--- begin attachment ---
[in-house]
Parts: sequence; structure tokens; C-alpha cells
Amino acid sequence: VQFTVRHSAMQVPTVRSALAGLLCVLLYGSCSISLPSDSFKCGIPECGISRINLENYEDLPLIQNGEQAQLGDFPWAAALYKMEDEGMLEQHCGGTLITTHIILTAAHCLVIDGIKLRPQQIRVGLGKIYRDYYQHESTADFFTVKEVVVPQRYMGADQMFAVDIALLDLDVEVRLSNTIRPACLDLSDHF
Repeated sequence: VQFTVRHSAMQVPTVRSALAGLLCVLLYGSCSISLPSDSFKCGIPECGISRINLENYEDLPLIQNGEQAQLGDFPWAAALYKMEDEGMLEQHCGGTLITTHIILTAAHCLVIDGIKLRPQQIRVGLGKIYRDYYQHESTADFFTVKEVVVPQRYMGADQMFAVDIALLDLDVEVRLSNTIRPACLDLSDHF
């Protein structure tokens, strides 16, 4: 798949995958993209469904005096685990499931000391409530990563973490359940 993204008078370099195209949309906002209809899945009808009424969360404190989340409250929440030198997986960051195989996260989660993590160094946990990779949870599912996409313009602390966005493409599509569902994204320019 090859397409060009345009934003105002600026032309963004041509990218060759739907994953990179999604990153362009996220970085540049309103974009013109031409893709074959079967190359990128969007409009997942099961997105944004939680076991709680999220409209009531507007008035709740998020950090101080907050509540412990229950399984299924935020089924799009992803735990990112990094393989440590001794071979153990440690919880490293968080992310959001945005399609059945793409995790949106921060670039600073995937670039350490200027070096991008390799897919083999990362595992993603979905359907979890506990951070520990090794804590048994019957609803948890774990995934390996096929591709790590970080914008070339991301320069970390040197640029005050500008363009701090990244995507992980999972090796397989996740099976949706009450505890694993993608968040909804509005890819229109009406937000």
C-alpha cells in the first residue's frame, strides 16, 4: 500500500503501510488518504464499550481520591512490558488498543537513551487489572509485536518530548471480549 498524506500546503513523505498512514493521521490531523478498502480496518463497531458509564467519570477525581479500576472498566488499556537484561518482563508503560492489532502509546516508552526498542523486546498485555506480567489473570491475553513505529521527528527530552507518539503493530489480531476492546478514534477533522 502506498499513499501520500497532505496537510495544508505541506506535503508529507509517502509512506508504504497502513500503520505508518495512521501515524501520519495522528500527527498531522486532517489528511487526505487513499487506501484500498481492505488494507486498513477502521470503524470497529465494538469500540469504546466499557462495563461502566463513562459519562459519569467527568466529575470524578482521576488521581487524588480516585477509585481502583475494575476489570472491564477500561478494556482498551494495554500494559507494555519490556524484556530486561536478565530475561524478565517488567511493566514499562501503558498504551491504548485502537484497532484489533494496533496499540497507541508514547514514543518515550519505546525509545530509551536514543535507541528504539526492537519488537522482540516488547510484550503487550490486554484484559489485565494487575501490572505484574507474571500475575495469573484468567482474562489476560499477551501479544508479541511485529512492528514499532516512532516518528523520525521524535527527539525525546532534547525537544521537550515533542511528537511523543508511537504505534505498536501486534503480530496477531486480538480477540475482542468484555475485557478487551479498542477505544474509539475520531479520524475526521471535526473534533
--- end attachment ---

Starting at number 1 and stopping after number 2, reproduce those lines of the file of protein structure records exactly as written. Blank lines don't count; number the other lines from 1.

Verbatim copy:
[in-house]
Parts: sequence; structure tokens; C-alpha cells